Saturday, May 23, 2009

The Long Weekend

I was just now thinking about the first time when Lois and I went to visit my transplant clinic. It was May 22nd and it was on a Thursday. It was a year and a day ago. Everything was still so new to us then. I was in the process of switching transplant clinics and we were just getting familiar with the new doctors and transplant coordinator. Lois was asking the doctor a bunch of questions. She had just asked him how many people were on the waiting list in our region. I remember the doctor reaching into the upper left hand pocket of his overcoat and fumbling with a small notebook and a pen and some glasses until he found what he was looking for -- it was a 4 x 8 sheet with dozens of names and numbers on it. I remember thinking how tiny it was. The doctor held it up and you could see everyone's blood type. On one side of the list he had scribbled all of the O's. O positives and negatives. On the other side there were A's and B's and AB's. He was explaining to us how nothing could be certain. People were put on the list and taken off of it all the time. The only thing constant about it was that it was always changing.

Somehow the conversation had changed and we were talking about the doctor rotations and who was on-call that weekend. It was his weekend. The Long Weekend he said. At first I didn't get it until my wife mumbled something. I thought he was talking about working a four-day weekend. But that wasn't exactly what he was saying, either. He was saying that this was The Long Weekend. One of them. And then I understood. This was That weekend. The one where people go away and don't come back. Where the interstate can be a very dangerous place to be. Where inattentive or impaired drivers can change the mortality rate. He was saying that this could be a very busy weekend.

I remember feeling a shiver run down my spine as that realization hit me. For some people a weekend like this could be a good thing. A new lease on life. And for other people it could be devastating. So plainly put, this information had me wiping tears away from my eyes.

Be truly safe everyone.

Tuesday, May 19, 2009

Taking Things in Perspective

This drug may cause drowsiness, dizziness, blurred vision, headaches, itching, running nose, watery eyes, bleeding, diarrhea, muscle pain or cramps, vomiting, restlessness, dry mouth, unusual thirst, unusual tiredness or weakness, or rapid or irregular heartbeat.

Most of us have heard these symptoms being mentioned on T.V. ads for medicines during the evening hours. They are listed as cautions and side effects on pill bottles. Do not take this medication if you have Blah Blah Blah Blah Blah Blah Blah. Ironically though, most people going through liver failure experience all these effects even without taking medication. That is because they are some of the first indicators of liver failure. Even as our doctors prescribe new drugs to help us feel better and treat our illness, we are never entirely rid of any of these symptoms. While one drug may be designed to help us with tiredness, another may be designed to cause diarrhea. No matter what combination of drug therapy our doctors use, we will continue to present with most or all of these symptoms as we wait for a liver transplant.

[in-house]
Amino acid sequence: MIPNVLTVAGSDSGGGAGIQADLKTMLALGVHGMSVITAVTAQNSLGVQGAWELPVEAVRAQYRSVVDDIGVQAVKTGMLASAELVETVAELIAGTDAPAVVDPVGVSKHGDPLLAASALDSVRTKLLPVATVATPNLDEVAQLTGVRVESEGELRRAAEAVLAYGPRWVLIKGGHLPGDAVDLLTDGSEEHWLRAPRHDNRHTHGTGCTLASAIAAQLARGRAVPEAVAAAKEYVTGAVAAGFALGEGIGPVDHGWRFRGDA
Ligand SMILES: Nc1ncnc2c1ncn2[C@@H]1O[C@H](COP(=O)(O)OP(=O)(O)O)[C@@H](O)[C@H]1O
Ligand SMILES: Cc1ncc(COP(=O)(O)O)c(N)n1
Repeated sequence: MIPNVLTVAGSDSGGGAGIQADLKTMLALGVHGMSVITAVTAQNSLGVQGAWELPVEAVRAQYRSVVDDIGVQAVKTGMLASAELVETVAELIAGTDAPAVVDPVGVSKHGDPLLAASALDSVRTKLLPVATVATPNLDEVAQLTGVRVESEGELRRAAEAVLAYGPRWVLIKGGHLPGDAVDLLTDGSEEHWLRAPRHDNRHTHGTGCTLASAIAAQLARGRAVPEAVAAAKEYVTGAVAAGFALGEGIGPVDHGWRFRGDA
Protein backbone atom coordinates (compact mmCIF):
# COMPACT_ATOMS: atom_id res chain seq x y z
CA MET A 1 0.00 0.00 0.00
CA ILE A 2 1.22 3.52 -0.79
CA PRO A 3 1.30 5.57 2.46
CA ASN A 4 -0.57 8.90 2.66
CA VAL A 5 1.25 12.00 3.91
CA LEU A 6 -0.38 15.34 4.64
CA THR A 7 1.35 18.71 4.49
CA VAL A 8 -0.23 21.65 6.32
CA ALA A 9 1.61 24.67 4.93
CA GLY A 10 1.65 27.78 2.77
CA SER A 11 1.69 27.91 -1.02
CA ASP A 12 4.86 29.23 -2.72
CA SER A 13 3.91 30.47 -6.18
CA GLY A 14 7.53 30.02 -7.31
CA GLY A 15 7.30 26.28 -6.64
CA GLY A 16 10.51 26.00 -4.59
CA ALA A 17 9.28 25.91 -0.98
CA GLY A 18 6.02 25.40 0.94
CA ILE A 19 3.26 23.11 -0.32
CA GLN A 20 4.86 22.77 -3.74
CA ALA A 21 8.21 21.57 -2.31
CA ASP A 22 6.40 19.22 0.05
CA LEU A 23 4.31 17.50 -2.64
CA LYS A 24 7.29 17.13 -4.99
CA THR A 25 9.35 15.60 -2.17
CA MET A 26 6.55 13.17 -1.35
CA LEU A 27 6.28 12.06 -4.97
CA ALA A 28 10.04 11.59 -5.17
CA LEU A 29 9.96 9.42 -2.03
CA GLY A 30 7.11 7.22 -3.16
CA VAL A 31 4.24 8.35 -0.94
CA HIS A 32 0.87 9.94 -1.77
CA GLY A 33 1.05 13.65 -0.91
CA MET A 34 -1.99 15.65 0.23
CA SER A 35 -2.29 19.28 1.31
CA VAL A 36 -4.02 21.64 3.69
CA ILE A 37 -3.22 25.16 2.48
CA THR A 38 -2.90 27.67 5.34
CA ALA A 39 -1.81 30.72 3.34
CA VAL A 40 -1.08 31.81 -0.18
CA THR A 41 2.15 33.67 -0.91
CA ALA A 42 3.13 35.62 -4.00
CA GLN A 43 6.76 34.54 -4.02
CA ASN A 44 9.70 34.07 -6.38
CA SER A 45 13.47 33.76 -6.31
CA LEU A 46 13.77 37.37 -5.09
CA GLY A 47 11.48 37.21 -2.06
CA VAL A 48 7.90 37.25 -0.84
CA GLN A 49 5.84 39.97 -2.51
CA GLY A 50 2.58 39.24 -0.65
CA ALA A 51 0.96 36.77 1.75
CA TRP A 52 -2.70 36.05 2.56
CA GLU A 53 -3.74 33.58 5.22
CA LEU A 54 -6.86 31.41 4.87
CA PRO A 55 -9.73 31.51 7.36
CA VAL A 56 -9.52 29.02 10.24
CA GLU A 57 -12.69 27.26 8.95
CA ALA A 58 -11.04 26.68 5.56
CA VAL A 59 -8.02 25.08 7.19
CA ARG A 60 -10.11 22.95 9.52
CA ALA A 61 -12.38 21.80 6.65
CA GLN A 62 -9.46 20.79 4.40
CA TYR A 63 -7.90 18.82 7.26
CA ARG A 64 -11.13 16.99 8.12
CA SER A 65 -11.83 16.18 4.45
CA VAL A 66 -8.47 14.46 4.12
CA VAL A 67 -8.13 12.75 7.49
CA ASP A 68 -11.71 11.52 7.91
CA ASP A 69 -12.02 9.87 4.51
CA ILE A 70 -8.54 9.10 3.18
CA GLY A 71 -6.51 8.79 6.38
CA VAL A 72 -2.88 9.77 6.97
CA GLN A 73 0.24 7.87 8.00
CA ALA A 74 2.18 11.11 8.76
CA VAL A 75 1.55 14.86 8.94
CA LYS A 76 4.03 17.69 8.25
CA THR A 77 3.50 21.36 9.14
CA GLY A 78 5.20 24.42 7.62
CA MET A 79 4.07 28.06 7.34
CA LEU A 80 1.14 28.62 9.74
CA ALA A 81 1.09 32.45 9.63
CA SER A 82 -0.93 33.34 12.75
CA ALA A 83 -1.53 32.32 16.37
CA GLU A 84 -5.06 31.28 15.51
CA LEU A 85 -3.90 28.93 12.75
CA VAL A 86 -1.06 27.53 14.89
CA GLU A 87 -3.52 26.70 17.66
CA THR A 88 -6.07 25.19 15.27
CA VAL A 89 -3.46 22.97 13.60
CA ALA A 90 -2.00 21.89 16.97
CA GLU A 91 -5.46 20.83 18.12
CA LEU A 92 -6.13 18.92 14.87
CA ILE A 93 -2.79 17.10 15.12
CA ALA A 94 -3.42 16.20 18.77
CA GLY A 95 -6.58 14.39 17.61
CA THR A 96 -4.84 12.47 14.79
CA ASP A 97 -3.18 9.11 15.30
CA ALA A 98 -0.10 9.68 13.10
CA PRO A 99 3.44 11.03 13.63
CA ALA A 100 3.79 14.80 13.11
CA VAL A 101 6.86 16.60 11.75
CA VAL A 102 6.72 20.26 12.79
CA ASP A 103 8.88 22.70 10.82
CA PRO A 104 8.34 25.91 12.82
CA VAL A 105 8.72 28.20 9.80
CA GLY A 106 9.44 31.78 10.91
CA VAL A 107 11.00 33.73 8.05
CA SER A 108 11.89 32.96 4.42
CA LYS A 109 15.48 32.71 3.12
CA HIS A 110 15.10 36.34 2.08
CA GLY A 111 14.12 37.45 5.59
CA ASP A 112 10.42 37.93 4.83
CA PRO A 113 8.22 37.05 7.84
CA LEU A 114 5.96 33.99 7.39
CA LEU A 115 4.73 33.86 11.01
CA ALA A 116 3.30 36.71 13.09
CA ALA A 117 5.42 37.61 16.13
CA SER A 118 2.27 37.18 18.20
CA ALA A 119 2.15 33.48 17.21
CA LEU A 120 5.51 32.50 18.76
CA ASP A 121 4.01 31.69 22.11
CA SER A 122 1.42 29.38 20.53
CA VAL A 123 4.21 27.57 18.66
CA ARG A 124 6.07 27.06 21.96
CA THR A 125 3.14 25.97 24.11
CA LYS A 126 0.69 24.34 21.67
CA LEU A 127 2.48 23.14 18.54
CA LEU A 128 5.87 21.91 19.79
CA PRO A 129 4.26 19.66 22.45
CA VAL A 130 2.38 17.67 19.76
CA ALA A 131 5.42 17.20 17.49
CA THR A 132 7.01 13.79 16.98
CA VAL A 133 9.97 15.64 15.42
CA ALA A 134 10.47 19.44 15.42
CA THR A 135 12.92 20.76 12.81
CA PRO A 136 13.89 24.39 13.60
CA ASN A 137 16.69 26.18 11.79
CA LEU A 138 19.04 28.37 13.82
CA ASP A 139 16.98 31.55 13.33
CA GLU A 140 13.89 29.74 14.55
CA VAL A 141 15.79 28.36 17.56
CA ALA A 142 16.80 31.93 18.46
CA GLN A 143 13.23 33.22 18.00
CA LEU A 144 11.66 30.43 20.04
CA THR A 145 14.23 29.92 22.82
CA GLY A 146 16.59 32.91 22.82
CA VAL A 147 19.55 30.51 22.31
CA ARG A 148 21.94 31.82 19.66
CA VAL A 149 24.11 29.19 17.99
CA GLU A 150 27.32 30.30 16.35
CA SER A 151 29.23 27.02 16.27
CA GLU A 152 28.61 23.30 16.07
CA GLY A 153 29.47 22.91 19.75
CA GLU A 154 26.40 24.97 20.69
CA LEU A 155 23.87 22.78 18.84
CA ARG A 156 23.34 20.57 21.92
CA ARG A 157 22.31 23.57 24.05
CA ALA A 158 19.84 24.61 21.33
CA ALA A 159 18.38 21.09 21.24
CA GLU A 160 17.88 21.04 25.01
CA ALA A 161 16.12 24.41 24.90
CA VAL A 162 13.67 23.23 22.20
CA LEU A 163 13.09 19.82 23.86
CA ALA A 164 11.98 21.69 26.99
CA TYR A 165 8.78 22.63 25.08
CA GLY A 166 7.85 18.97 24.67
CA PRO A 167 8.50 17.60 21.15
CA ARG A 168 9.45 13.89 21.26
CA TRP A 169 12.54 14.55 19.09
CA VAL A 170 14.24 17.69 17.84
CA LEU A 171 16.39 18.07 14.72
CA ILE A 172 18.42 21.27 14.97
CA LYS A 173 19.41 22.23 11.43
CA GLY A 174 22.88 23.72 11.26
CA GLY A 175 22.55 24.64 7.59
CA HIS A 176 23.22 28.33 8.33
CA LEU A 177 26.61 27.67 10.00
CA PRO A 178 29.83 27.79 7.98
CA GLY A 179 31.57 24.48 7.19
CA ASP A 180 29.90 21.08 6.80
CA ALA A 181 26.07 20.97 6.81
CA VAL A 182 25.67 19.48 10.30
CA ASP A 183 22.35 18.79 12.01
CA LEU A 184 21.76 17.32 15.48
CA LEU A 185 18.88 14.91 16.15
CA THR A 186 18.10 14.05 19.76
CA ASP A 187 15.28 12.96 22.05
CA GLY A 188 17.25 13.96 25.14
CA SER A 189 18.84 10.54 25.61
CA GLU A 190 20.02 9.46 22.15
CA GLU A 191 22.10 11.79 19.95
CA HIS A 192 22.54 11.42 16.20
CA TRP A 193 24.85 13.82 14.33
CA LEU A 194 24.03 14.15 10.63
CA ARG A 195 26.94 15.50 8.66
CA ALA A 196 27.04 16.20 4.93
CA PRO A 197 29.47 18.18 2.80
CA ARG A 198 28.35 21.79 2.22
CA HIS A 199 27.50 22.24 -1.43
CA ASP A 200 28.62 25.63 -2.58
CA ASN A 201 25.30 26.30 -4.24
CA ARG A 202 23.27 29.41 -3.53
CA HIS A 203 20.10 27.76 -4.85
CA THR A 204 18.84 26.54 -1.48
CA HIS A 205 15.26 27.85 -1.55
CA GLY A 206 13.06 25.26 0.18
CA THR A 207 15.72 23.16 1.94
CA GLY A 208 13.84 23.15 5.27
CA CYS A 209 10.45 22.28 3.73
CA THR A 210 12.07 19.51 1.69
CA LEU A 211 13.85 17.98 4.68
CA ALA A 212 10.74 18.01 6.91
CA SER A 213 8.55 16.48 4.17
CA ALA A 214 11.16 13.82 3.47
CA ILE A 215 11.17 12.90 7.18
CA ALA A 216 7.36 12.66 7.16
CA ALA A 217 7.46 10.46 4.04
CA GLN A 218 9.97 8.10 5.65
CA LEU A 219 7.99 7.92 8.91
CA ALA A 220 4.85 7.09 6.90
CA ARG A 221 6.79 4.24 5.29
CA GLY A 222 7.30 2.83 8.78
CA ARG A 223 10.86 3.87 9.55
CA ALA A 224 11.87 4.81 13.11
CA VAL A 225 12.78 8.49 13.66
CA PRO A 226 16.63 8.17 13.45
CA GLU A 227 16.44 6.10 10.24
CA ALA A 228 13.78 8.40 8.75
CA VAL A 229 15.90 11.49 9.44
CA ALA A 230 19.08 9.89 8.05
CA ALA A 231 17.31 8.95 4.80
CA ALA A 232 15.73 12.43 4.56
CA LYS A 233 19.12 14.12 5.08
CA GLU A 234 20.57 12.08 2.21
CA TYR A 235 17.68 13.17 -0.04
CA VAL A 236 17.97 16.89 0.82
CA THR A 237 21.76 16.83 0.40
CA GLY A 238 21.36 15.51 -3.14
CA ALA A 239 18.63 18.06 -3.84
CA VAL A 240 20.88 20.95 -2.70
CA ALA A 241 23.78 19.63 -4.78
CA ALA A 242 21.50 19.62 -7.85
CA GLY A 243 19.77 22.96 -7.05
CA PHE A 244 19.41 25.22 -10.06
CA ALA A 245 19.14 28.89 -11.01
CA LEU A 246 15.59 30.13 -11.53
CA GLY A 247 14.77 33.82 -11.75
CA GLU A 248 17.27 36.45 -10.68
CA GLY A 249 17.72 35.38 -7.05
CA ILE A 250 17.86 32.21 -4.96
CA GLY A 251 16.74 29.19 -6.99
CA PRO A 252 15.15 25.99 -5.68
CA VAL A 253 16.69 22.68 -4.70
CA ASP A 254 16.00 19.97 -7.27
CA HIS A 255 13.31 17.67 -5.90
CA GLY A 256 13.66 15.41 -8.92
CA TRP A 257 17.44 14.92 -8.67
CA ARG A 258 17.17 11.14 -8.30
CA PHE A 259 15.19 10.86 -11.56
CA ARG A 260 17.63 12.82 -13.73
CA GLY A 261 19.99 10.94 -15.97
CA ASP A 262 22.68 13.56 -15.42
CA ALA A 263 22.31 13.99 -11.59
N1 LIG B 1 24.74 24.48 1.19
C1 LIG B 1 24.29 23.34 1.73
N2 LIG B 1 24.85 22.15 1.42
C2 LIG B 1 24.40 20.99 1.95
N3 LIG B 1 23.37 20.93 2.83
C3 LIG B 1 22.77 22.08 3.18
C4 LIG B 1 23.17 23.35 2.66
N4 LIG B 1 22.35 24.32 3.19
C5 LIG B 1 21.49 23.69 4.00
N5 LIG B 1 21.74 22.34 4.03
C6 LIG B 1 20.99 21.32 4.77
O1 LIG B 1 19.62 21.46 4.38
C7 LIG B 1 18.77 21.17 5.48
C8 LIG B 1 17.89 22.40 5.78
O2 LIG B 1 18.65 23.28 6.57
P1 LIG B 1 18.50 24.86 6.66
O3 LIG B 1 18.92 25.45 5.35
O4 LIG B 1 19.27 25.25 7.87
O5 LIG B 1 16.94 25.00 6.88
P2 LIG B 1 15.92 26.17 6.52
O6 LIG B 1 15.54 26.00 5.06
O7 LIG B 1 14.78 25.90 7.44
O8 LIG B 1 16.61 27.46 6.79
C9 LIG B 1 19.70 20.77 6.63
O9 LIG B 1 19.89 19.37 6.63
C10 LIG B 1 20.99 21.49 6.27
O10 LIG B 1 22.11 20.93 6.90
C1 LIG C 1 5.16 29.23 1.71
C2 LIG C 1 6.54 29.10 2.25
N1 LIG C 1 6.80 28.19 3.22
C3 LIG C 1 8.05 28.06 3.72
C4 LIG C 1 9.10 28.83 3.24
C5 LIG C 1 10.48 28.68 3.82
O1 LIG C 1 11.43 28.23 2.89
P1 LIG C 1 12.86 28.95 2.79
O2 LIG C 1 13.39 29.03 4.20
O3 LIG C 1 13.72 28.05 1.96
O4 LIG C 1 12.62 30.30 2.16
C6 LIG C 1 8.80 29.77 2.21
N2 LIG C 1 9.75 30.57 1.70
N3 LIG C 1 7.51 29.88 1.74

I have been listed now for almost 9 months. Even though I continue to slide down hill and I wait for my health to deteriorate, I know the drugs I am on are working. The stomach aches I used to have were more frequent, but they have subsided somewhat. That is because I eat better and I have cut back on the sodium. I thank my wife for seeing to that. The night and day reversal has really changed a lot. I am still very tired throughout the day, but I don't stay up until 3 or 4 in the morning anymore. That means the lactulose is working and I'm doing my job by taking it. I've also had to take a little responsibility on my part by making myself go to bed at a normal hour. I used to take a sleeping pill, but now I am on a muscle relaxer that I take for my cramps and it works like a sleeping pill.

My biggest worry was exercise. I didn't feel like I was getting enough. The other day I wore a pedometer to work to see just how active I was during the day. I read the average steps per day run between 5,000 to 10,000 steps. Most people don't even hit 10,000. I hit over 20,500 on a fairly busy day. My slowest days are around 16,500 and 18,000. I have still not had a busy day at work yet. I suspect I can hit around 23,500 to 25,000 steps on a good active day. That made me feel pretty good about the bike I've been ignoring that's sitting in the corner of my living room. I still need to try and work on exercising on my days off. Taking all this into account and the fact that I have my bad days, I think I'm doing pretty good still. But I am definitely moving slower and the muscle mass is slowly wasting. And it is getting harder to take a deep breath.

Feeling healthy physically is one thing, but feeling healthy mentally and spiritually is just as important. It is these last two things that I must never forget. Especially the last.